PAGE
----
THURSDAY, Aug. 16, 2018 (HealthDay News) — Unpleasant phantom odors haunt many older Americans, a new study finds.
Of more than 7,400 people over age 40 who took part in a federal health survey, 6.5 percent said they experience nasty odors — such as burning hair or the reek of an ashtray — from nowhere. That’s 1 in 15 people.
As folks age, their ability to identify odors tends to decrease, but their detection of phantom odors increases. Why this happens is a mystery, but smelling something that isn’t really there can be life-changing, the researchers said.
“Problems with the sense of smell are often overlooked, despite their importance. They can have a big impact on appetite, food preferences, and the ability to smell danger signals such as fire, gas leaks and spoiled food,” said Judith Cooper. She’s acting director of the U.S. National Institute on Deafness and Other Communication Disorders (NIDCD). It led the study.
Lead researcher Kathleen Bainbridge said overactive odor-sensing cells in the nasal cavity or a malfunction in the brain area that understands odor signals may be involved. The new study lays the groundwork for further research.
“A good first step in understanding any medical condition is a clear description of the phenomenon. From there, other researchers may form ideas about where to look further for possible causes and ultimately for ways to prevent or treat the condition,” Bainbridge said in an institute news release. She is an NIDCD epidemiologist.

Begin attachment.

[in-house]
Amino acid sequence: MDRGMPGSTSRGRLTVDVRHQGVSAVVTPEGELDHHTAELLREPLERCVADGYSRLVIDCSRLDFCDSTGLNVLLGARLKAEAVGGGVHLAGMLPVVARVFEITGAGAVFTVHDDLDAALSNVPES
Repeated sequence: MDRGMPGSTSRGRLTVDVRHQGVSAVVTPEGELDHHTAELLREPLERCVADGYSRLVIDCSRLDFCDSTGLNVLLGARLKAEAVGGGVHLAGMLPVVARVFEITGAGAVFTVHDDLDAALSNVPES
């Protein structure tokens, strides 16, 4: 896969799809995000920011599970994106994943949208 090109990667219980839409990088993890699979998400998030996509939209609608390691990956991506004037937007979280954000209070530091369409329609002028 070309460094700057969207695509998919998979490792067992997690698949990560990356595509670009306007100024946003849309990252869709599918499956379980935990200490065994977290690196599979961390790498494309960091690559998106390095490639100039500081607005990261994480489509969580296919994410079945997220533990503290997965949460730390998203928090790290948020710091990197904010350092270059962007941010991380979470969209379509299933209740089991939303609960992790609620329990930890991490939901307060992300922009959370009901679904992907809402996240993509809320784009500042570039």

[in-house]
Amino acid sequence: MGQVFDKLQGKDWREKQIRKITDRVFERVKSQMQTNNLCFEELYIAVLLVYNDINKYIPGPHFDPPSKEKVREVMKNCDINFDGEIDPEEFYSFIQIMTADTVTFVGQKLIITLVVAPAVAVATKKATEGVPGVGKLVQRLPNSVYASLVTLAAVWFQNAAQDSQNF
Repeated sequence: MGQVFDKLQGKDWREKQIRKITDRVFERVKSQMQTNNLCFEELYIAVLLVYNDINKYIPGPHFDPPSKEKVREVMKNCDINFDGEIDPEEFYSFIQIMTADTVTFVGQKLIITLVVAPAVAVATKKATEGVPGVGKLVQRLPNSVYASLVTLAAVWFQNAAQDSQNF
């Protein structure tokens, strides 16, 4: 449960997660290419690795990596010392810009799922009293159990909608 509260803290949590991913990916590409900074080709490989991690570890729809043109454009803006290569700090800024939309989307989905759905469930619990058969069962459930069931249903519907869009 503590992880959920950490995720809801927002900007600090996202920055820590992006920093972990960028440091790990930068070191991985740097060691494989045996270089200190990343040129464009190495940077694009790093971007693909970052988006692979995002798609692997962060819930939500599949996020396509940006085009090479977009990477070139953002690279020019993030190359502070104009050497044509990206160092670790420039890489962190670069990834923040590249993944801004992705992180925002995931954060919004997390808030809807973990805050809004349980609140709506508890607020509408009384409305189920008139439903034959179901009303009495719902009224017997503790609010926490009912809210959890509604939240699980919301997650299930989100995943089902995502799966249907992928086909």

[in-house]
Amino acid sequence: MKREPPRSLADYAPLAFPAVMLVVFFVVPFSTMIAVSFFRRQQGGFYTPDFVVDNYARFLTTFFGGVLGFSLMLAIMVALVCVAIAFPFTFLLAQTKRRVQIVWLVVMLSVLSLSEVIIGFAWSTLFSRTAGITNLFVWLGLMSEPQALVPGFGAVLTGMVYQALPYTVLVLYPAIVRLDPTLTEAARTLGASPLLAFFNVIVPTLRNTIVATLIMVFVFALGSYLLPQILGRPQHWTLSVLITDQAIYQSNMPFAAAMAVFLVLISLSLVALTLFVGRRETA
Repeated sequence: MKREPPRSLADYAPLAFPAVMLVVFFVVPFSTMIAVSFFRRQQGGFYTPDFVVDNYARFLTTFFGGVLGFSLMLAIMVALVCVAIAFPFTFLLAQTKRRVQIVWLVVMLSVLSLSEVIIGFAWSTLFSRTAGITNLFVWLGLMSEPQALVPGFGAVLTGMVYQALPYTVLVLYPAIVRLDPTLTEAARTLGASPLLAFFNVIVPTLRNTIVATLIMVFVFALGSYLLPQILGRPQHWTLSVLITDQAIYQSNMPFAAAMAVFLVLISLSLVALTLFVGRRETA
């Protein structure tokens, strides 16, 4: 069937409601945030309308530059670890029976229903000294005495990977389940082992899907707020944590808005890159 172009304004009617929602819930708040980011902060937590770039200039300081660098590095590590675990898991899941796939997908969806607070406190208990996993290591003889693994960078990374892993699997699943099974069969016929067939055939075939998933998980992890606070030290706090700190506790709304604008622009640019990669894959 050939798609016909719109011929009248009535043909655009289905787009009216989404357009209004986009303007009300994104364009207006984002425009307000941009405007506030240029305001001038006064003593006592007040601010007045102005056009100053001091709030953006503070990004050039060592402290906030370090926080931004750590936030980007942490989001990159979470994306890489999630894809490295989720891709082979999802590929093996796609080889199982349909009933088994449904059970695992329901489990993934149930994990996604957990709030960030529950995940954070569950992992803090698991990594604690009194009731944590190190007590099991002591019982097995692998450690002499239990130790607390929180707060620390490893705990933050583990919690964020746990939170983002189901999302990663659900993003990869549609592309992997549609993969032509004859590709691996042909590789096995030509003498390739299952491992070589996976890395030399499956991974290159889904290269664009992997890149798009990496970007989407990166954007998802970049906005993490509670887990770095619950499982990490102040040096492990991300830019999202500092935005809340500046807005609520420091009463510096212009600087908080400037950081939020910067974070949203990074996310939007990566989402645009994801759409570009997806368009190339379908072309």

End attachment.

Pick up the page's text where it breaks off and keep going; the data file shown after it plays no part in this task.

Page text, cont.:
Study co-author Dr. Donald Leopold is a clinical professor of surgery at the University of Vermont Medical Center in Burlington. He said many people who experience strong phantom odors have a poor quality of life. They may also have trouble maintaining a healthy weight.
The new research follows a Swedish study that reported 4.9 percent of people older than 60 experienced phantom odors. It said the rate was higher among women than men.
This new study found a similar rate among Americans over 60, but an even higher rate among those between 40 and 60. Roughly twice as many women as men reported experiencing phantom odors, and the gender gap was greatest in the younger group, the NIDCD study found.
Besides gender, other risk factors for experiencing phantom odors include head injury, dry mouth, poor overall health, and being poor, the researchers said.
They said poor people may have greater exposure to environmental pollutants and toxins, or have health conditions that contribute to the problem, either directly or because of medications they take.
The study was published Aug. 16 in the journal JAMA Otolaryngology-Head and Neck Surgery.
The U.S. National Institute on Deafness and Other Communication Disorders has more on smell disorders.